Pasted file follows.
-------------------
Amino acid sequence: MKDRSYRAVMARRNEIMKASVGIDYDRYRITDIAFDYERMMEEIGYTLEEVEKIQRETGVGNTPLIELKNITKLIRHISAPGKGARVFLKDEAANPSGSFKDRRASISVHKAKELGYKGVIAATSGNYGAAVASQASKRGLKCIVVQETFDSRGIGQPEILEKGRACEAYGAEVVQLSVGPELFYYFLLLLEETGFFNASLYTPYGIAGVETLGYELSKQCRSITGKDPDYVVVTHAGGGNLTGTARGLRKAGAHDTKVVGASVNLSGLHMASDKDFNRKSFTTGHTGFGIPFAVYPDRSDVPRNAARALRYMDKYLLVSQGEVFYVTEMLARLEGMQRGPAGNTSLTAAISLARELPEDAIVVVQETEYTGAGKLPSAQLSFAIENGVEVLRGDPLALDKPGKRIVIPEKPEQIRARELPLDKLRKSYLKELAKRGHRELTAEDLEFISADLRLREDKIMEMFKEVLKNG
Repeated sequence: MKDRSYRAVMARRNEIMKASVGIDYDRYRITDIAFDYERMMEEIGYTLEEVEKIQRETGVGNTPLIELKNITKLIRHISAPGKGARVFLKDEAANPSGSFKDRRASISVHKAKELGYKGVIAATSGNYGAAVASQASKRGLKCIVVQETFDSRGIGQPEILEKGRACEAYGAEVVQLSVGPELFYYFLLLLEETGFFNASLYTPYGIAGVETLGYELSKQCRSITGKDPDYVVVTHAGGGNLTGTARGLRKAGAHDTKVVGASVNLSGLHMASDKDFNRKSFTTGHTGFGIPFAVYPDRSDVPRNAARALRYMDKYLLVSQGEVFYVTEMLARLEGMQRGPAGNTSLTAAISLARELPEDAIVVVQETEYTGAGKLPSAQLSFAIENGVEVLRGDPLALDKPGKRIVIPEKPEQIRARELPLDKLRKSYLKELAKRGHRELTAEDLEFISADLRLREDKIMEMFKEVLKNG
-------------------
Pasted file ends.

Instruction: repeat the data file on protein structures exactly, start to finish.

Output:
Amino acid sequence: MKDRSYRAVMARRNEIMKASVGIDYDRYRITDIAFDYERMMEEIGYTLEEVEKIQRETGVGNTPLIELKNITKLIRHISAPGKGARVFLKDEAANPSGSFKDRRASISVHKAKELGYKGVIAATSGNYGAAVASQASKRGLKCIVVQETFDSRGIGQPEILEKGRACEAYGAEVVQLSVGPELFYYFLLLLEETGFFNASLYTPYGIAGVETLGYELSKQCRSITGKDPDYVVVTHAGGGNLTGTARGLRKAGAHDTKVVGASVNLSGLHMASDKDFNRKSFTTGHTGFGIPFAVYPDRSDVPRNAARALRYMDKYLLVSQGEVFYVTEMLARLEGMQRGPAGNTSLTAAISLARELPEDAIVVVQETEYTGAGKLPSAQLSFAIENGVEVLRGDPLALDKPGKRIVIPEKPEQIRARELPLDKLRKSYLKELAKRGHRELTAEDLEFISADLRLREDKIMEMFKEVLKNG
Repeated sequence: MKDRSYRAVMARRNEIMKASVGIDYDRYRITDIAFDYERMMEEIGYTLEEVEKIQRETGVGNTPLIELKNITKLIRHISAPGKGARVFLKDEAANPSGSFKDRRASISVHKAKELGYKGVIAATSGNYGAAVASQASKRGLKCIVVQETFDSRGIGQPEILEKGRACEAYGAEVVQLSVGPELFYYFLLLLEETGFFNASLYTPYGIAGVETLGYELSKQCRSITGKDPDYVVVTHAGGGNLTGTARGLRKAGAHDTKVVGASVNLSGLHMASDKDFNRKSFTTGHTGFGIPFAVYPDRSDVPRNAARALRYMDKYLLVSQGEVFYVTEMLARLEGMQRGPAGNTSLTAAISLARELPEDAIVVVQETEYTGAGKLPSAQLSFAIENGVEVLRGDPLALDKPGKRIVIPEKPEQIRARELPLDKLRKSYLKELAKRGHRELTAEDLEFISADLRLREDKIMEMFKEVLKNG